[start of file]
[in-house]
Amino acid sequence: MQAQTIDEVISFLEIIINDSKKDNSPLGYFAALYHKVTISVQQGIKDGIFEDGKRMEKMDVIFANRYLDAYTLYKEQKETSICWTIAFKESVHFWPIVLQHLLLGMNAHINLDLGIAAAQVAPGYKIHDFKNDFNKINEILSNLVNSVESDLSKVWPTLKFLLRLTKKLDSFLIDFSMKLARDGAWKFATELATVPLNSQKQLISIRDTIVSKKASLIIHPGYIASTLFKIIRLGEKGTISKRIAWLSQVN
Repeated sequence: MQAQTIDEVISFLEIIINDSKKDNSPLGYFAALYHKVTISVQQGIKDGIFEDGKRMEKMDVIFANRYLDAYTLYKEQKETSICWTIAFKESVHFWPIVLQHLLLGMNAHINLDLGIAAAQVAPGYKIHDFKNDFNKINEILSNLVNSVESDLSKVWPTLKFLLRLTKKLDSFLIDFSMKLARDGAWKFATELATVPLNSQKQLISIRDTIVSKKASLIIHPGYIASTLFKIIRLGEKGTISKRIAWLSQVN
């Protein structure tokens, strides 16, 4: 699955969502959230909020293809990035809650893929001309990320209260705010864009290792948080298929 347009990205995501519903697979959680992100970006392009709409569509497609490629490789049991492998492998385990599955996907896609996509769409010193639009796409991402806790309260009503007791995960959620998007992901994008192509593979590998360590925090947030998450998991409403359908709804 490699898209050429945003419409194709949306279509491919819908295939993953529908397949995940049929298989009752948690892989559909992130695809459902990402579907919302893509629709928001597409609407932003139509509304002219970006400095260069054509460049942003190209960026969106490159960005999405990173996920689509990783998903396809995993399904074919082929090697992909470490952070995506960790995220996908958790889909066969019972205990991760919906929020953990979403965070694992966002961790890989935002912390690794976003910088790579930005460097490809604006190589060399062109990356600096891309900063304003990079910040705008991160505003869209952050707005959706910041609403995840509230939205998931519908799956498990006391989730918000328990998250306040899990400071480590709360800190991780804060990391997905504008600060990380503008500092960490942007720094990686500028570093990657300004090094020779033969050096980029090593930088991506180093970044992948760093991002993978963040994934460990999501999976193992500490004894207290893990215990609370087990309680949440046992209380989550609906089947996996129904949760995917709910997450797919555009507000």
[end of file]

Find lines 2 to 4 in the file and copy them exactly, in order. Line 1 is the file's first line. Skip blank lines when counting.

Amino acid sequence: MQAQTIDEVISFLEIIINDSKKDNSPLGYFAALYHKVTISVQQGIKDGIFEDGKRMEKMDVIFANRYLDAYTLYKEQKETSICWTIAFKESVHFWPIVLQHLLLGMNAHINLDLGIAAAQVAPGYKIHDFKNDFNKINEILSNLVNSVESDLSKVWPTLKFLLRLTKKLDSFLIDFSMKLARDGAWKFATELATVPLNSQKQLISIRDTIVSKKASLIIHPGYIASTLFKIIRLGEKGTISKRIAWLSQVN
Repeated sequence: MQAQTIDEVISFLEIIINDSKKDNSPLGYFAALYHKVTISVQQGIKDGIFEDGKRMEKMDVIFANRYLDAYTLYKEQKETSICWTIAFKESVHFWPIVLQHLLLGMNAHINLDLGIAAAQVAPGYKIHDFKNDFNKINEILSNLVNSVESDLSKVWPTLKFLLRLTKKLDSFLIDFSMKLARDGAWKFATELATVPLNSQKQLISIRDTIVSKKASLIIHPGYIASTLFKIIRLGEKGTISKRIAWLSQVN
């Protein structure tokens, strides 16, 4: 699955969502959230909020293809990035809650893929001309990320209260705010864009290792948080298929 347009990205995501519903697979959680992100970006392009709409569509497609490629490789049991492998492998385990599955996907896609996509769409010193639009796409991402806790309260009503007791995960959620998007992901994008192509593979590998360590925090947030998450998991409403359908709804 490699898209050429945003419409194709949306279509491919819908295939993953529908397949995940049929298989009752948690892989559909992130695809459902990402579907919302893509629709928001597409609407932003139509509304002219970006400095260069054509460049942003190209960026969106490159960005999405990173996920689509990783998903396809995993399904074919082929090697992909470490952070995506960790995220996908958790889909066969019972205990991760919906929020953990979403965070694992966002961790890989935002912390690794976003910088790579930005460097490809604006190589060399062109990356600096891309900063304003990079910040705008991160505003869209952050707005959706910041609403995840509230939205998931519908799956498990006391989730918000328990998250306040899990400071480590709360800190991780804060990391997905504008600060990380503008500092960490942007720094990686500028570093990657300004090094020779033969050096980029090593930088991506180093970044992948760093991002993978963040994934460990999501999976193992500490004894207290893990215990609370087990309680949440046992209380989550609906089947996996129904949760995917709910997450797919555009507000």